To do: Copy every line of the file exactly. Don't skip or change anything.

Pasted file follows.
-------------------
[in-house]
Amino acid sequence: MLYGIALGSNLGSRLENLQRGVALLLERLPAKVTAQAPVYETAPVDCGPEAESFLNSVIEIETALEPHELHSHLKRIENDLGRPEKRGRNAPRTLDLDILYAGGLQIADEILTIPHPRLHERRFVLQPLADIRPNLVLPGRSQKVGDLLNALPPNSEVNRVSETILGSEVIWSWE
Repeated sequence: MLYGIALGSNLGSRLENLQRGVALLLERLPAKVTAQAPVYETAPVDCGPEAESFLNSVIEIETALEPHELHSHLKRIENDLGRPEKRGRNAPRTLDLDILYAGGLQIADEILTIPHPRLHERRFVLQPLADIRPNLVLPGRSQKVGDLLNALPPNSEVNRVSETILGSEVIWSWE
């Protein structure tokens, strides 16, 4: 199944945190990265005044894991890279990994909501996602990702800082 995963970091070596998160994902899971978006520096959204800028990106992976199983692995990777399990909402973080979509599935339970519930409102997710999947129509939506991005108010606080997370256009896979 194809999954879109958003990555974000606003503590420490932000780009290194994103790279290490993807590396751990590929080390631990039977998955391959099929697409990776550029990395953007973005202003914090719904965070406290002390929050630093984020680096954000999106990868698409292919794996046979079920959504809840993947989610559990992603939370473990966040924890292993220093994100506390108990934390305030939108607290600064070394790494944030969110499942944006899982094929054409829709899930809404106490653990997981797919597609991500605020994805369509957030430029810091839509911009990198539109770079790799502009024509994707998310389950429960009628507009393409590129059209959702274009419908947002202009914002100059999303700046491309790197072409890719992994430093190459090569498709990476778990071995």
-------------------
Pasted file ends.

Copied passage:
[in-house]
Amino acid sequence: MLYGIALGSNLGSRLENLQRGVALLLERLPAKVTAQAPVYETAPVDCGPEAESFLNSVIEIETALEPHELHSHLKRIENDLGRPEKRGRNAPRTLDLDILYAGGLQIADEILTIPHPRLHERRFVLQPLADIRPNLVLPGRSQKVGDLLNALPPNSEVNRVSETILGSEVIWSWE
Repeated sequence: MLYGIALGSNLGSRLENLQRGVALLLERLPAKVTAQAPVYETAPVDCGPEAESFLNSVIEIETALEPHELHSHLKRIENDLGRPEKRGRNAPRTLDLDILYAGGLQIADEILTIPHPRLHERRFVLQPLADIRPNLVLPGRSQKVGDLLNALPPNSEVNRVSETILGSEVIWSWE
């Protein structure tokens, strides 16, 4: 199944945190990265005044894991890279990994909501996602990702800082 995963970091070596998160994902899971978006520096959204800028990106992976199983692995990777399990909402973080979509599935339970519930409102997710999947129509939506991005108010606080997370256009896979 194809999954879109958003990555974000606003503590420490932000780009290194994103790279290490993807590396751990590929080390631990039977998955391959099929697409990776550029990395953007973005202003914090719904965070406290002390929050630093984020680096954000999106990868698409292919794996046979079920959504809840993947989610559990992603939370473990966040924890292993220093994100506390108990934390305030939108607290600064070394790494944030969110499942944006899982094929054409829709899930809404106490653990997981797919597609991500605020994805369509957030430029810091839509911009990198539109770079790799502009024509994707998310389950429960009628507009393409590129059209959702274009419908947002202009914002100059999303700046491309790197072409890719992994430093190459090569498709990476778990071995």